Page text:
Similian Islands Scuba Diving
Nudibrach. Credit Thomas DUPONT on flickr
The Similian Islands offer some of the best scuba diving in the world with a number of top class diving sites with options suitable for all levels of experience and qualifications.
The area has some stunning coral reefs and accompanying reef dwellers and also offers incredible macro diving as well as the opportunity to spot some of the most sought after marine life including whale shark, manta ray and sharks.
Peak diving season is December to March when conditions are at their best. The Marine National Park is closed from May to October. Most dive sites have low to moderate currents, water temperatures are pleasant all year round and visibility is generally very good.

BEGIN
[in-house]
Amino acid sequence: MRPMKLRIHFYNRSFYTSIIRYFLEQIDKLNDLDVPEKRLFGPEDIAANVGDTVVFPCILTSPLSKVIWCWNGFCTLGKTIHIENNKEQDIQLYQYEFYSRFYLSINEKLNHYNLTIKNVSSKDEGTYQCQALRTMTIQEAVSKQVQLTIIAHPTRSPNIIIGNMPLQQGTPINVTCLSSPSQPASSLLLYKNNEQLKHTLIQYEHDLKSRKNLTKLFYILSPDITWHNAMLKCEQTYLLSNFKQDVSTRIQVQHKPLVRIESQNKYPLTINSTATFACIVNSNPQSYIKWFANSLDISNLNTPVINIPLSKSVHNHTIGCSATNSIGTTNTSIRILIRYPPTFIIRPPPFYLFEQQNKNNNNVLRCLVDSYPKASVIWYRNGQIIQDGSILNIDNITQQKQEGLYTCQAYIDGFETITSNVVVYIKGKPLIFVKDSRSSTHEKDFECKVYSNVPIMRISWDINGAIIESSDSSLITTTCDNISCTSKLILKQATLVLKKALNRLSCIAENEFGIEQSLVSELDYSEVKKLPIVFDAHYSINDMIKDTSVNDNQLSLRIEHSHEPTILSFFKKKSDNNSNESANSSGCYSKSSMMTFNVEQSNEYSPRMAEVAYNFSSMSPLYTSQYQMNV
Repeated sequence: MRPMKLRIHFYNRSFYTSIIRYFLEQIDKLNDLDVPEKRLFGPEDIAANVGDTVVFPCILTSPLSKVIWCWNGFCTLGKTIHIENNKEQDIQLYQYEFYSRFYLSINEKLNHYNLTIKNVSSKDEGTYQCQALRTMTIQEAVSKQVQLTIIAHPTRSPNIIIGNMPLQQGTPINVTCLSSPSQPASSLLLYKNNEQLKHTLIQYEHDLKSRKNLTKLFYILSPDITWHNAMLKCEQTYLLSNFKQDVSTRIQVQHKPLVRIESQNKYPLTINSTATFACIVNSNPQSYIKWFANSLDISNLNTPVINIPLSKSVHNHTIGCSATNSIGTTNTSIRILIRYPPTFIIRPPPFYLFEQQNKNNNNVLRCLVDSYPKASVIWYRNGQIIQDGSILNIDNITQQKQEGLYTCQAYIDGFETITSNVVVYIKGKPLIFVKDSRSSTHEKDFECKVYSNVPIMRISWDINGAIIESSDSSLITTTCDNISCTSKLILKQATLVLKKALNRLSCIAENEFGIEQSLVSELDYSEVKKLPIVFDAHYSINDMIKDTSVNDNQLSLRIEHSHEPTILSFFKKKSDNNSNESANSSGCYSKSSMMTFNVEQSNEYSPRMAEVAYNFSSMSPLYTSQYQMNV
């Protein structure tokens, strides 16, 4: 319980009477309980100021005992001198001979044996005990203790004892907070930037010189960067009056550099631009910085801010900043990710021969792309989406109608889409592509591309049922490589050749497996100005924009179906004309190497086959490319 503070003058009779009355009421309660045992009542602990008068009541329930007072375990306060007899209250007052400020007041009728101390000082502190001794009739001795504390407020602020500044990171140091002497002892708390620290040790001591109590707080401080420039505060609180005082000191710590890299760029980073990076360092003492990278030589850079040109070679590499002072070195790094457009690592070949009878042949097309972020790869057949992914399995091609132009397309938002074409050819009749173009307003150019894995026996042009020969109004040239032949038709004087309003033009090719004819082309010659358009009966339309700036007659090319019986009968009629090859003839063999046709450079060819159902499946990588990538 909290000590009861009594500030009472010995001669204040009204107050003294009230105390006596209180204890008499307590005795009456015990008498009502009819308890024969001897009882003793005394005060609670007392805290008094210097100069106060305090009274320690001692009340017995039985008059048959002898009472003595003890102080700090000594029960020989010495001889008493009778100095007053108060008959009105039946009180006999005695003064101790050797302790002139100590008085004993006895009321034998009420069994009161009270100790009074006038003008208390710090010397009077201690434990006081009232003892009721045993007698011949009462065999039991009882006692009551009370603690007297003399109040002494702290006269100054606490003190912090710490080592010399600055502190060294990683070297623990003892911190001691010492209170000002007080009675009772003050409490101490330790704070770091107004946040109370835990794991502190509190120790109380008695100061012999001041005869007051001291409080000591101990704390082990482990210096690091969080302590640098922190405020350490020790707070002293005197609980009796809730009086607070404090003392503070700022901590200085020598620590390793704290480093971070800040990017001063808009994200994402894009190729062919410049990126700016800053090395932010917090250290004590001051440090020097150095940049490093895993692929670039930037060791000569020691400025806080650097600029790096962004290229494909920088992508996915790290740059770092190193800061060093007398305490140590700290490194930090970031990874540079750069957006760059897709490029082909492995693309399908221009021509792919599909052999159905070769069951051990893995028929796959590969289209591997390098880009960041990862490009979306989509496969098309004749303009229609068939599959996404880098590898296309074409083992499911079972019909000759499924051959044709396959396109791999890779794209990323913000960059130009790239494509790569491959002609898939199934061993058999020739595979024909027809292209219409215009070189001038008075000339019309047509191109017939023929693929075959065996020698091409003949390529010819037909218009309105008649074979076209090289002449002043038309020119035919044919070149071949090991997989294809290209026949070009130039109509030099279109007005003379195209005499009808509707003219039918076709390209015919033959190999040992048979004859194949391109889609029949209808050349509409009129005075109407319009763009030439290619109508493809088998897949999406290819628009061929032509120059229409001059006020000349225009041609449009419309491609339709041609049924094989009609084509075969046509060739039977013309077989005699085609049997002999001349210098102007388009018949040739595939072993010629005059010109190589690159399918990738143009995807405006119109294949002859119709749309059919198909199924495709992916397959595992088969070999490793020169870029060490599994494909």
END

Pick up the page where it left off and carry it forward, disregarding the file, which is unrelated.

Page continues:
Longfin Bannerfish. Credit Thomas Quine on flickr
Found at the southern end of Similian Island No.3 Sharkfin Reef is a long submerged rocky ridge which breaks the surface at low tide to resemble a shark fin. Most of the site is less than 20 metres deep and can be dived by all experienced levels. There is a drop off to water as deep as 40 metres for more experienced divers.
The ridge is covered in gorgonian seafans and hard corals and attracts cube boxfish, clown triggerfish, half-moon triggerfish, Napoleon wrasse, stingray, leopard shark, surgeonfish, batfish, bannerfish and bumphead parrotfish.
Dogtooth Tuna. Credit Tchami on flickr
Located about 400 metres southeast of Sharkfin Reef on the east coast of Similian Island No.3 and is a series of submerged boulders.